How Senate Ag Panel Members Spent $23.4 Million a Minute

May 17, 2012 06:37 AM

via a special arrangement with Informa Economics, Inc.

Spend-happy Senate continues with mega farm bill spending

NOTE: This column is copyrighted material, therefore reproduction or retransmission is prohibited under U.S. copyright laws.

Let's take a look at the Senate Ag Committee's work on clearing a new farm bill.

Gavel to gavel it took the Senate Ag Committee 4 hours and 33 minutes to markup the around 900-page farm bill. However, that included 29 minutes of recess for floor votes and 1 hour 39 minutes for opening statements. So, the committee was actually in session 4 hours and 4 minutes. Of that time, 2 hours 25 minutes was actually spent on debate and amendments.

Even looking at the full 4 hours and 33 minutes, that is pretty unprecedented for getting a farm bill marked up -- Senate or House; 2 hours and 25 minutes for actual debate, amendments, votes and final passage is unheard of.

Well, there is another way to look at this: How much additional money was spent in the "real time" taken to debate the farm bill measure from the Congressional Budget Office's initial budget savings estimate from the ten-year baseline?

Dissecting CBO estimates. The Congressional Budget Office initially scored the package as saving $26.4 billion over ten years, some $3.4 billion above the projected savings mark for the package. But based on changes made via the Manager's Amendment put the savings level at $24.7 billion. And the action in the committee pared that savings level further, but it is not clear how much, but it looks like just over $23 billion. So let's use $23 billion.

Remember, this is just based on the additional money spent during the Senate Ag panel markup... not the total spending of the omnibus measure, which is around $972 billion.

Background: Most of the $995 billion baseline for mandatory farm bill programs, $722 billion, is for domestic nutrition assistance programs, primarily SNAP/Food stamp funding, with the rest, about $223 billion, divided among ag-related programs, primarily crop insurance ($90 billion), farm commodity price and income supports ($63 billion), and conservation ($65 billion). So the total spending for the coming farm bill is a major topic, and one that does not get much media play, especially from farm-related groups and lawmakers, but fiscal-minded groups and lawmakers are beginning to notice because that is lot of money, even for Washington.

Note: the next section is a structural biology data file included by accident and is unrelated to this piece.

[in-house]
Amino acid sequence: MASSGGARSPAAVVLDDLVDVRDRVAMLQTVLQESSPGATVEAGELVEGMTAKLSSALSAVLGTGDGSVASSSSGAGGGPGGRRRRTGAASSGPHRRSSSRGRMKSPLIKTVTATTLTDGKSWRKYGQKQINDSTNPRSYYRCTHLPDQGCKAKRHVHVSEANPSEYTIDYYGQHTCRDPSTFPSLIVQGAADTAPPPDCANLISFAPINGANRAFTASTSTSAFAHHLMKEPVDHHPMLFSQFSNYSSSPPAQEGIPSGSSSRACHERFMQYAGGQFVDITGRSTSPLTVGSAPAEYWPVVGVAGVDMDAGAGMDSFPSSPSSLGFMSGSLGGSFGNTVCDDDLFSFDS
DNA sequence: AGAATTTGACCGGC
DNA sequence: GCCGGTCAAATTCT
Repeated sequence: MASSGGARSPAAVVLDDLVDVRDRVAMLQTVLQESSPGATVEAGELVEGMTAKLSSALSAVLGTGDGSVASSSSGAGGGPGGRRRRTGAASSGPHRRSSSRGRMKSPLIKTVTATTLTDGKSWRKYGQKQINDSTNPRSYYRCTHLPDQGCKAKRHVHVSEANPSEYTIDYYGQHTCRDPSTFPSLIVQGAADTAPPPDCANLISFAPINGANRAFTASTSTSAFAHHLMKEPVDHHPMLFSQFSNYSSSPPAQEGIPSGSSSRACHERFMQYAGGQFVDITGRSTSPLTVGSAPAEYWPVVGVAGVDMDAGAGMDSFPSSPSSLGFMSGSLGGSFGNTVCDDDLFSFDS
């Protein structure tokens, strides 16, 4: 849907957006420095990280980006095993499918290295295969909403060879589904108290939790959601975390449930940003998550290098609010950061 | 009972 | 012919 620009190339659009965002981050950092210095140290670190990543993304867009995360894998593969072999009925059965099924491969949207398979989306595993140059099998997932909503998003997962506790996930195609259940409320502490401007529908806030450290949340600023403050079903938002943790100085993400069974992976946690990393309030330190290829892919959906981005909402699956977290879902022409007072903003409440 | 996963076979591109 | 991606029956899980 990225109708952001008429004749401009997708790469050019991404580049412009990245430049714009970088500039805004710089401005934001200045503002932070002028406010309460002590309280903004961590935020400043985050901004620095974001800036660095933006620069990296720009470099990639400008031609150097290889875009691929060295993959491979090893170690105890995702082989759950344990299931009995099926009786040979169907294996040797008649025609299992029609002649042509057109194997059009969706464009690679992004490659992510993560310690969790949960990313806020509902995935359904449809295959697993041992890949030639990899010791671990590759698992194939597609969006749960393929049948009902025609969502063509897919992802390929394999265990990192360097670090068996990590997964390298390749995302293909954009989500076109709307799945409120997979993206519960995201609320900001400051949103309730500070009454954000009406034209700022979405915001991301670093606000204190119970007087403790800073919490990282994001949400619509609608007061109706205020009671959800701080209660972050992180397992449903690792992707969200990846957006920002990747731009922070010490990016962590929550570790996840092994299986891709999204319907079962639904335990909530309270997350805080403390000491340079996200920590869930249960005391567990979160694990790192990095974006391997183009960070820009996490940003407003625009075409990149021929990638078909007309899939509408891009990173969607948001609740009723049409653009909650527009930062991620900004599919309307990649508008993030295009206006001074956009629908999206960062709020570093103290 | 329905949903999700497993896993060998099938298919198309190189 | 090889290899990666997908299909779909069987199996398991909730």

Agriculture's ATM machine. T
he $3.4 billion difference in "savings" that was spent from CBO's initial 10-year savings projections for the farm bill mean Ag panel members spent $23.448 million a minute during their markup.

To be fair, a proponent of what was spent in the Ag Committee markup said this, "The $26.4 billion was never really an expected number. Some things were purposely left out of the initial mark due to negotiations that were taking place, so everyone knew that one was artificially high – or, they should have known. The $24.7 billion was pretty solid, but actually a little high because of the commodity changes that were still being negotiated and expected as well. The real big change was the addition of the energy amendment at $800 million. If that amendment had actually stayed offset, as originally proposed, total savings would have probably come in around $24 billion. Baring some CBO surprise, the final reported bill should come in just over $23 billion in savings over ten years."


NOTE: This column is copyrighted material, therefore reproduction or retransmission is prohibited under U.S. copyright laws.






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